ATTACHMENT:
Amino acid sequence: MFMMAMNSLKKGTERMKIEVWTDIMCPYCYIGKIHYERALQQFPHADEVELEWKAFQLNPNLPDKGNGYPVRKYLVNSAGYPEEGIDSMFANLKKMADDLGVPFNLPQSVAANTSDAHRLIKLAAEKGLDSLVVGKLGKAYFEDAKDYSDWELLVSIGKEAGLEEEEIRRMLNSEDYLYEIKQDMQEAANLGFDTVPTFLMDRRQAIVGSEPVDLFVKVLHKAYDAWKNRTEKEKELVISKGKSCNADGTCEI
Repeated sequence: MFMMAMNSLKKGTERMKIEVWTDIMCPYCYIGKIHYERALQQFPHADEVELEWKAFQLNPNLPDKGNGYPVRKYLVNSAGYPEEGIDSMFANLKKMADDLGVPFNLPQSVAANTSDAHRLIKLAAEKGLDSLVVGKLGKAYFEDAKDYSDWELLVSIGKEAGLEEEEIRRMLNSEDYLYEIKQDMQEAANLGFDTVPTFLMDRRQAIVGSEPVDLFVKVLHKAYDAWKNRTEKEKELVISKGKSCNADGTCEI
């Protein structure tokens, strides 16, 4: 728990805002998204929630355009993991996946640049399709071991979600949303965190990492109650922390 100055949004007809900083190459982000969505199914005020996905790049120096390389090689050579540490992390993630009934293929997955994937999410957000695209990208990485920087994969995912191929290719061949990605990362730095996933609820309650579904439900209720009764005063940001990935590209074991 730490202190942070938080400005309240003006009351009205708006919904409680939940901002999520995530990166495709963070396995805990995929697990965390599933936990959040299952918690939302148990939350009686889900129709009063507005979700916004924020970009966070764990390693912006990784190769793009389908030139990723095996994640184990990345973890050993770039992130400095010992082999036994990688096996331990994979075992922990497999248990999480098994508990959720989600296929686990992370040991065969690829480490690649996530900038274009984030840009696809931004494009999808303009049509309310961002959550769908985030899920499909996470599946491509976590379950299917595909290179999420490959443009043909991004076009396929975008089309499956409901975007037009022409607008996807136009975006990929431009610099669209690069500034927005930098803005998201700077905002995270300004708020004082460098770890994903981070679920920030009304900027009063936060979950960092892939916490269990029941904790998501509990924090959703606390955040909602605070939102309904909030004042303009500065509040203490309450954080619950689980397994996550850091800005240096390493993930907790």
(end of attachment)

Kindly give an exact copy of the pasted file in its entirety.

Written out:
Amino acid sequence: MFMMAMNSLKKGTERMKIEVWTDIMCPYCYIGKIHYERALQQFPHADEVELEWKAFQLNPNLPDKGNGYPVRKYLVNSAGYPEEGIDSMFANLKKMADDLGVPFNLPQSVAANTSDAHRLIKLAAEKGLDSLVVGKLGKAYFEDAKDYSDWELLVSIGKEAGLEEEEIRRMLNSEDYLYEIKQDMQEAANLGFDTVPTFLMDRRQAIVGSEPVDLFVKVLHKAYDAWKNRTEKEKELVISKGKSCNADGTCEI
Repeated sequence: MFMMAMNSLKKGTERMKIEVWTDIMCPYCYIGKIHYERALQQFPHADEVELEWKAFQLNPNLPDKGNGYPVRKYLVNSAGYPEEGIDSMFANLKKMADDLGVPFNLPQSVAANTSDAHRLIKLAAEKGLDSLVVGKLGKAYFEDAKDYSDWELLVSIGKEAGLEEEEIRRMLNSEDYLYEIKQDMQEAANLGFDTVPTFLMDRRQAIVGSEPVDLFVKVLHKAYDAWKNRTEKEKELVISKGKSCNADGTCEI
């Protein structure tokens, strides 16, 4: 728990805002998204929630355009993991996946640049399709071991979600949303965190990492109650922390 100055949004007809900083190459982000969505199914005020996905790049120096390389090689050579540490992390993630009934293929997955994937999410957000695209990208990485920087994969995912191929290719061949990605990362730095996933609820309650579904439900209720009764005063940001990935590209074991 730490202190942070938080400005309240003006009351009205708006919904409680939940901002999520995530990166495709963070396995805990995929697990965390599933936990959040299952918690939302148990939350009686889900129709009063507005979700916004924020970009966070764990390693912006990784190769793009389908030139990723095996994640184990990345973890050993770039992130400095010992082999036994990688096996331990994979075992922990497999248990999480098994508990959720989600296929686990992370040991065969690829480490690649996530900038274009984030840009696809931004494009999808303009049509309310961002959550769908985030899920499909996470599946491509976590379950299917595909290179999420490959443009043909991004076009396929975008089309499956409901975007037009022409607008996807136009975006990929431009610099669209690069500034927005930098803005998201700077905002995270300004708020004082460098770890994903981070679920920030009304900027009063936060979950960092892939916490269990029941904790998501509990924090959703606390955040909602605070939102309904909030004042303009500065509040203490309450954080619950689980397994996550850091800005240096390493993930907790």